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Keywords:

  • prostate carcinoma;
  • prostate specific antigen (PSA);
  • clinical trial;
  • Phase II;
  • calcitriol;
  • vitamin D;
  • 1,25-dihydroxyvitamin D;
  • 1α,25-dihydroxycholecalciferol

Abstract

BACKGROUND

In preclinical systems, calcitriol, the natural vitamin D receptor (VDR) ligand, has been found to demonstrate antiproliferative effects, although concentrations > 1 nM are required. Unlike daily dosing, weekly administration of oral calcitriol can safely achieve such blood calcitriol concentrations. This study sought to define the long-term toxicity of this regimen and measure its effect on serum prostate specific antigen (PSA) levels in patients with hormone-naïve prostate carcinoma.

METHODS

Patients with a rising serum PSA after prostatectomy and/or radiation and no prior systemic therapy for prostate carcinoma recurrence maintained a reduced calcium diet and received calcitriol 0.5 μg/kg orally once each week until a maximum of a four-fold increase in the PSA.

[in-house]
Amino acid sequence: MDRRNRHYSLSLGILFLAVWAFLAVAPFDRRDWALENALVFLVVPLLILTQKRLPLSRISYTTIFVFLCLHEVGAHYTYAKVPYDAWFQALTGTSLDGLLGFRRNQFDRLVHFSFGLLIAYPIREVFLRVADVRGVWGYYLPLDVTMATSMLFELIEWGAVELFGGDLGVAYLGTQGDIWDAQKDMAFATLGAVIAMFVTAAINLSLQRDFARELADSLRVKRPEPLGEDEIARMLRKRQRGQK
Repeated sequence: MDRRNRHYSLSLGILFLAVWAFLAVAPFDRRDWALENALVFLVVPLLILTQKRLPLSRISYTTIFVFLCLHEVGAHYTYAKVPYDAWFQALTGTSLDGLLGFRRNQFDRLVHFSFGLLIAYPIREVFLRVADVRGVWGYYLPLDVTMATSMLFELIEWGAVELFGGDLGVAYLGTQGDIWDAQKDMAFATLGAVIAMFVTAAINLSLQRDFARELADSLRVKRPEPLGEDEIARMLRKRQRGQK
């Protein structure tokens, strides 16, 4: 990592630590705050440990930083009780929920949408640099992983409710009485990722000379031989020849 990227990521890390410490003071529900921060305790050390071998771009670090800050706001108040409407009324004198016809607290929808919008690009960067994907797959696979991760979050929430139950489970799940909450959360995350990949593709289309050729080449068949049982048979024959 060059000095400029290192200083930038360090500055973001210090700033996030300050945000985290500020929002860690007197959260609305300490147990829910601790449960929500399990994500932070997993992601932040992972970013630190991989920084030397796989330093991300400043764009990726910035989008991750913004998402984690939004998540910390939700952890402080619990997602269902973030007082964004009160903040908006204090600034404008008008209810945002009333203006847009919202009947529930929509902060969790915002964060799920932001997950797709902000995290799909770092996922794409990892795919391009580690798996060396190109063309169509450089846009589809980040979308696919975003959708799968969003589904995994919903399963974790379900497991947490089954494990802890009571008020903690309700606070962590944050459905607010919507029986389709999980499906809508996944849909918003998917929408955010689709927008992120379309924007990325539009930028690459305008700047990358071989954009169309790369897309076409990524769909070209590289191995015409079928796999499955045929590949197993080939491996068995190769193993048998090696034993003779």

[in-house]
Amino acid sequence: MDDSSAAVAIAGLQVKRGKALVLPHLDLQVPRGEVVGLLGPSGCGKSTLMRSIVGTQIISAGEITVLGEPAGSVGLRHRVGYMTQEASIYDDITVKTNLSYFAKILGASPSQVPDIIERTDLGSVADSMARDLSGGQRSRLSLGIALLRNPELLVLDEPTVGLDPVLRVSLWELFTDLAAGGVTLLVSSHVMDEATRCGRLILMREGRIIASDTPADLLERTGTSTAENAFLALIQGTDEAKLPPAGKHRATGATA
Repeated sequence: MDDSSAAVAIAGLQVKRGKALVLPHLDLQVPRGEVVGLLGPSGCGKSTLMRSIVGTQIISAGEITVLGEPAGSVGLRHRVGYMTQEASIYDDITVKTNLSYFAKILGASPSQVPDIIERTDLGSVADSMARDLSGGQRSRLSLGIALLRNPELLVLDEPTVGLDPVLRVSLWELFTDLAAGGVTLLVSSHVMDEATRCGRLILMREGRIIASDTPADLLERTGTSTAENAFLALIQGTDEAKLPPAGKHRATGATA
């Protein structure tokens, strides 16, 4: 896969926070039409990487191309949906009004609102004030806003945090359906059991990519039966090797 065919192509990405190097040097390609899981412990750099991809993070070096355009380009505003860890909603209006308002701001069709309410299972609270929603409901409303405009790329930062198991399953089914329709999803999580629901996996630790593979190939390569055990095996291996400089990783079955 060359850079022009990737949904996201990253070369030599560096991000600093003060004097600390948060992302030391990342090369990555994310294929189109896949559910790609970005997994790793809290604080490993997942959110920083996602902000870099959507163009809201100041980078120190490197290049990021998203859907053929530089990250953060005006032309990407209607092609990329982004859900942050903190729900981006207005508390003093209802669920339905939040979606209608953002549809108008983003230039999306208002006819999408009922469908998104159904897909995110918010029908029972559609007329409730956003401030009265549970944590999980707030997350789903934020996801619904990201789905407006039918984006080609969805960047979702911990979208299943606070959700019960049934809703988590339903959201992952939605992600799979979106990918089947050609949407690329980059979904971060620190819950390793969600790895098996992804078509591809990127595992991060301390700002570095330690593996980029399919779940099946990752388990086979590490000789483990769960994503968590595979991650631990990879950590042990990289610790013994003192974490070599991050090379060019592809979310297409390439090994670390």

RESULTS

Twenty-two patients received treatment for a median of 10 months (range, 2–25+ months). Treatment was well tolerated with no Grade ≥ 3 toxicity and no hypercalcemia or renal calculi. No patient had a PSA response (50% reduction confirmed 4 weeks later). Three patients (14%, 95% CI 0–28%) had confirmed reductions in the PSA ranging from 10% to 47%. Statistically significant increases in the PSA doubling time (PSADT) were seen in three additional patients and no patient had a shorter PSADT after starting treatment. For the entire study population, the median PSADT increased from 7.8 months to 10.3 months (P = 0.03 by Wilcoxon signed rank test).

CONCLUSIONS

Weekly high-dose calcitriol was found to be safe. The primary efficacy endpoint of 50% reduction in the serum PSA was not achieved with this therapy. Randomized studies are needed to further examine the impact of this therapy on prostate carcinoma progression. Cancer 2003;97:1217–24. © 2003 American Cancer Society.

DOI 10.1002/cncr.11179